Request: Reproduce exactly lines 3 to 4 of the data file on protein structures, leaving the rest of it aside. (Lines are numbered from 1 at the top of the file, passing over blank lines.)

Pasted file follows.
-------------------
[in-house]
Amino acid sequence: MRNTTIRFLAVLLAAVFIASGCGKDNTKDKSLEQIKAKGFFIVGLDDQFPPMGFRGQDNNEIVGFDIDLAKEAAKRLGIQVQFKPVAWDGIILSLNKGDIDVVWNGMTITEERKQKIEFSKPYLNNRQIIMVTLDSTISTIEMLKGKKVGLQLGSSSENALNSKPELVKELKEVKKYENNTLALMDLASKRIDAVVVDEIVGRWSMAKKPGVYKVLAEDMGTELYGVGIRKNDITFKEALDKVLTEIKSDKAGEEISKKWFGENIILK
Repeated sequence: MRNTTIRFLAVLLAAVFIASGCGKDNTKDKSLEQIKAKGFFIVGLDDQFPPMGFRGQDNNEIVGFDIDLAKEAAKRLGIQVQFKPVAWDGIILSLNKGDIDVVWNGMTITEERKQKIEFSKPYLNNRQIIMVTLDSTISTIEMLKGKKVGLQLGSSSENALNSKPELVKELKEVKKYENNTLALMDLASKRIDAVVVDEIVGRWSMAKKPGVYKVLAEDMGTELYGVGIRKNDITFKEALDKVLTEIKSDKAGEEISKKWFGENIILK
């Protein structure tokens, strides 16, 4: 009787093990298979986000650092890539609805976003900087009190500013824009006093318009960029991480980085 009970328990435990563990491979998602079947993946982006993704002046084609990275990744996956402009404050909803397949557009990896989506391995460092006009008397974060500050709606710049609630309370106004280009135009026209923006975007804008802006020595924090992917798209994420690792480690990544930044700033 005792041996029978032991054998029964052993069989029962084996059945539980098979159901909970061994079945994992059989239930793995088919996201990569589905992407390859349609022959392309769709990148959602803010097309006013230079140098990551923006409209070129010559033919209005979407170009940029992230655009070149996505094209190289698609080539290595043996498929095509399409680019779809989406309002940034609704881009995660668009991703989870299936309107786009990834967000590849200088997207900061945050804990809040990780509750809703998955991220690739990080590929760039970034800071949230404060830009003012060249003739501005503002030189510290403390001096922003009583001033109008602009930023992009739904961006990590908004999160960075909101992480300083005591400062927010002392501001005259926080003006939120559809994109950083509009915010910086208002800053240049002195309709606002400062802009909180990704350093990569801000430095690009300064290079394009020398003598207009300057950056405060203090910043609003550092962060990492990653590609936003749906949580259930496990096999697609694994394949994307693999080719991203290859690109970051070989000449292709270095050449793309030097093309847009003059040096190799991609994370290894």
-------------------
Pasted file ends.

Repeated sequence: MRNTTIRFLAVLLAAVFIASGCGKDNTKDKSLEQIKAKGFFIVGLDDQFPPMGFRGQDNNEIVGFDIDLAKEAAKRLGIQVQFKPVAWDGIILSLNKGDIDVVWNGMTITEERKQKIEFSKPYLNNRQIIMVTLDSTISTIEMLKGKKVGLQLGSSSENALNSKPELVKELKEVKKYENNTLALMDLASKRIDAVVVDEIVGRWSMAKKPGVYKVLAEDMGTELYGVGIRKNDITFKEALDKVLTEIKSDKAGEEISKKWFGENIILK
């Protein structure tokens, strides 16, 4: 009787093990298979986000650092890539609805976003900087009190500013824009006093318009960029991480980085 009970328990435990563990491979998602079947993946982006993704002046084609990275990744996956402009404050909803397949557009990896989506391995460092006009008397974060500050709606710049609630309370106004280009135009026209923006975007804008802006020595924090992917798209994420690792480690990544930044700033 005792041996029978032991054998029964052993069989029962084996059945539980098979159901909970061994079945994992059989239930793995088919996201990569589905992407390859349609022959392309769709990148959602803010097309006013230079140098990551923006409209070129010559033919209005979407170009940029992230655009070149996505094209190289698609080539290595043996498929095509399409680019779809989406309002940034609704881009995660668009991703989870299936309107786009990834967000590849200088997207900061945050804990809040990780509750809703998955991220690739990080590929760039970034800071949230404060830009003012060249003739501005503002030189510290403390001096922003009583001033109008602009930023992009739904961006990590908004999160960075909101992480300083005591400062927010002392501001005259926080003006939120559809994109950083509009915010910086208002800053240049002195309709606002400062802009909180990704350093990569801000430095690009300064290079394009020398003598207009300057950056405060203090910043609003550092962060990492990653590609936003749906949580259930496990096999697609694994394949994307693999080719991203290859690109970051070989000449292709270095050449793309030097093309847009003059040096190799991609994370290894």